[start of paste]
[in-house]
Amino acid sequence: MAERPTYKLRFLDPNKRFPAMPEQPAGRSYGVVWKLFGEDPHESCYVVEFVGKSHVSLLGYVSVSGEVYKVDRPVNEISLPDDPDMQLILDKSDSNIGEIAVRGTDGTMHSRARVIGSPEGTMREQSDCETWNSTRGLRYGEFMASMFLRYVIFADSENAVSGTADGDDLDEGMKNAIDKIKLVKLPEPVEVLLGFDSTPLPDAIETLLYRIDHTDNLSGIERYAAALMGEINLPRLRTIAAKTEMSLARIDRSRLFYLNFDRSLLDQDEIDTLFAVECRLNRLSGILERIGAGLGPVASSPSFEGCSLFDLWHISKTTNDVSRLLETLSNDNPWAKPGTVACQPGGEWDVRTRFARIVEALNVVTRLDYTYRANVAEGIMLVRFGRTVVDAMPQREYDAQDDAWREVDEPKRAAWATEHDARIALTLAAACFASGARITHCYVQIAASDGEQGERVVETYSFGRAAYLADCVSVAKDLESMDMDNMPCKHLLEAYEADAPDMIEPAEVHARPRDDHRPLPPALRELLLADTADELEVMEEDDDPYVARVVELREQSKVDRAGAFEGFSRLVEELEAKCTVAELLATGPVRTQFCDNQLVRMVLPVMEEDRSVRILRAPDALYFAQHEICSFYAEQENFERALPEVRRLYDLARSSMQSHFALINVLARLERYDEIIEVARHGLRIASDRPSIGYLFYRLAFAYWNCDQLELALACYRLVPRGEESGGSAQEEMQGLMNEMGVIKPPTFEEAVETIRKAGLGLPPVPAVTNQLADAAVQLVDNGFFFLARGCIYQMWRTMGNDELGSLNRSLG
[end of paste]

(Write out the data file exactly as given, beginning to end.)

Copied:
[in-house]
Amino acid sequence: MAERPTYKLRFLDPNKRFPAMPEQPAGRSYGVVWKLFGEDPHESCYVVEFVGKSHVSLLGYVSVSGEVYKVDRPVNEISLPDDPDMQLILDKSDSNIGEIAVRGTDGTMHSRARVIGSPEGTMREQSDCETWNSTRGLRYGEFMASMFLRYVIFADSENAVSGTADGDDLDEGMKNAIDKIKLVKLPEPVEVLLGFDSTPLPDAIETLLYRIDHTDNLSGIERYAAALMGEINLPRLRTIAAKTEMSLARIDRSRLFYLNFDRSLLDQDEIDTLFAVECRLNRLSGILERIGAGLGPVASSPSFEGCSLFDLWHISKTTNDVSRLLETLSNDNPWAKPGTVACQPGGEWDVRTRFARIVEALNVVTRLDYTYRANVAEGIMLVRFGRTVVDAMPQREYDAQDDAWREVDEPKRAAWATEHDARIALTLAAACFASGARITHCYVQIAASDGEQGERVVETYSFGRAAYLADCVSVAKDLESMDMDNMPCKHLLEAYEADAPDMIEPAEVHARPRDDHRPLPPALRELLLADTADELEVMEEDDDPYVARVVELREQSKVDRAGAFEGFSRLVEELEAKCTVAELLATGPVRTQFCDNQLVRMVLPVMEEDRSVRILRAPDALYFAQHEICSFYAEQENFERALPEVRRLYDLARSSMQSHFALINVLARLERYDEIIEVARHGLRIASDRPSIGYLFYRLAFAYWNCDQLELALACYRLVPRGEESGGSAQEEMQGLMNEMGVIKPPTFEEAVETIRKAGLGLPPVPAVTNQLADAAVQLVDNGFFFLARGCIYQMWRTMGNDELGSLNRSLG